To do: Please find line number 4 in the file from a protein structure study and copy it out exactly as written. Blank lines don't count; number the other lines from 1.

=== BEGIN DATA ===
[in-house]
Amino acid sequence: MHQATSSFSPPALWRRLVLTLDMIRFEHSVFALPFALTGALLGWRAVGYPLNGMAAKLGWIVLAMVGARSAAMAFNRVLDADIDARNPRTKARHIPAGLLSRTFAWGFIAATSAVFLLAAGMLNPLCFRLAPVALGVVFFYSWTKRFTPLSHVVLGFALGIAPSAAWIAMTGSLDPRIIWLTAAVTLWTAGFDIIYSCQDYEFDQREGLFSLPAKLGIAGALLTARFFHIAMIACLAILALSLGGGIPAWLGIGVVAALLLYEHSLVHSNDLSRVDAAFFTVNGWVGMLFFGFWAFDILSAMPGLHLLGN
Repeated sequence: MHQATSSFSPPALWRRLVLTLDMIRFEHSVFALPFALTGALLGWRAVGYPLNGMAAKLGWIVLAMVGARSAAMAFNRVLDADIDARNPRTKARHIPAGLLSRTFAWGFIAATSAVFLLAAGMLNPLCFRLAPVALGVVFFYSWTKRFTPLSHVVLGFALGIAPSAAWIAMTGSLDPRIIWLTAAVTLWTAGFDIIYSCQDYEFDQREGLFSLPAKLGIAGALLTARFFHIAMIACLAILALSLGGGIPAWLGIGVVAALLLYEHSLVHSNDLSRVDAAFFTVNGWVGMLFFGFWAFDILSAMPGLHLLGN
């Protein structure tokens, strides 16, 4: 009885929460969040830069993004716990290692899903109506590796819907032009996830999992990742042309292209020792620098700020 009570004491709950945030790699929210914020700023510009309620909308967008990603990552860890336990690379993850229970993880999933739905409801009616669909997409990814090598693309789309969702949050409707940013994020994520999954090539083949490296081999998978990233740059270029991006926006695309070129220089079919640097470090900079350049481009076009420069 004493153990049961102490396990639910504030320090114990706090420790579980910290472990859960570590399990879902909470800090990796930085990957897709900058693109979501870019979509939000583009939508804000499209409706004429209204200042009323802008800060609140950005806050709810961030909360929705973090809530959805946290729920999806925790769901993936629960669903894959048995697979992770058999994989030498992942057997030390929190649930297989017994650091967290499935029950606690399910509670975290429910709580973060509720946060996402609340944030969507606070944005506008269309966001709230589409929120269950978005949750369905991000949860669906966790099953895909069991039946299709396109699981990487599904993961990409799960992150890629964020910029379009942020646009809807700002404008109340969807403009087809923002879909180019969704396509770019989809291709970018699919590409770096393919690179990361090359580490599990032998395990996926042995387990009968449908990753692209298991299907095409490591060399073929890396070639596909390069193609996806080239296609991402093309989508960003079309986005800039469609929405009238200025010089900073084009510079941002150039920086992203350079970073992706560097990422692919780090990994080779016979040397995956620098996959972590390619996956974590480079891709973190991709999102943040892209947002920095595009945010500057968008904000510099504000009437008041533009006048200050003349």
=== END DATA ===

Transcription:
């Protein structure tokens, strides 16, 4: 009885929460969040830069993004716990290692899903109506590796819907032009996830999992990742042309292209020792620098700020 009570004491709950945030790699929210914020700023510009309620909308967008990603990552860890336990690379993850229970993880999933739905409801009616669909997409990814090598693309789309969702949050409707940013994020994520999954090539083949490296081999998978990233740059270029991006926006695309070129220089079919640097470090900079350049481009076009420069 004493153990049961102490396990639910504030320090114990706090420790579980910290472990859960570590399990879902909470800090990796930085990957897709900058693109979501870019979509939000583009939508804000499209409706004429209204200042009323802008800060609140950005806050709810961030909360929705973090809530959805946290729920999806925790769901993936629960669903894959048995697979992770058999994989030498992942057997030390929190649930297989017994650091967290499935029950606690399910509670975290429910709580973060509720946060996402609340944030969507606070944005506008269309966001709230589409929120269950978005949750369905991000949860669906966790099953895909069991039946299709396109699981990487599904993961990409799960992150890629964020910029379009942020646009809807700002404008109340969807403009087809923002879909180019969704396509770019989809291709970018699919590409770096393919690179990361090359580490599990032998395990996926042995387990009968449908990753692209298991299907095409490591060399073929890396070639596909390069193609996806080239296609991402093309989508960003079309986005800039469609929405009238200025010089900073084009510079941002150039920086992203350079970073992706560097990422692919780090990994080779016979040397995956620098996959972590390619996956974590480079891709973190991709999102943040892209947002920095595009945010500057968008904000510099504000009437008041533009006048200050003349």